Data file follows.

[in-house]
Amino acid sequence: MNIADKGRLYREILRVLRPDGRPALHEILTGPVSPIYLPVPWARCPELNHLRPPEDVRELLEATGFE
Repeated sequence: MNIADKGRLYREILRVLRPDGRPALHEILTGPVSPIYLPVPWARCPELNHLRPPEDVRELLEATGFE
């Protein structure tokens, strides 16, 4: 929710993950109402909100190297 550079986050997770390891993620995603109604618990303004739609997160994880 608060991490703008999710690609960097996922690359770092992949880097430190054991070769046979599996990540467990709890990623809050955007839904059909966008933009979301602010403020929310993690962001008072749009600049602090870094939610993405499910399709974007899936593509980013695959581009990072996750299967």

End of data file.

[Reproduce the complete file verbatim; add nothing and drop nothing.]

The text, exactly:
[in-house]
Amino acid sequence: MNIADKGRLYREILRVLRPDGRPALHEILTGPVSPIYLPVPWARCPELNHLRPPEDVRELLEATGFE
Repeated sequence: MNIADKGRLYREILRVLRPDGRPALHEILTGPVSPIYLPVPWARCPELNHLRPPEDVRELLEATGFE
């Protein structure tokens, strides 16, 4: 929710993950109402909100190297 550079986050997770390891993620995603109604618990303004739609997160994880 608060991490703008999710690609960097996922690359770092992949880097430190054991070769046979599996990540467990709890990623809050955007839904059909966008933009979301602010403020929310993690962001008072749009600049602090870094939610993405499910399709974007899936593509980013695959581009990072996750299967």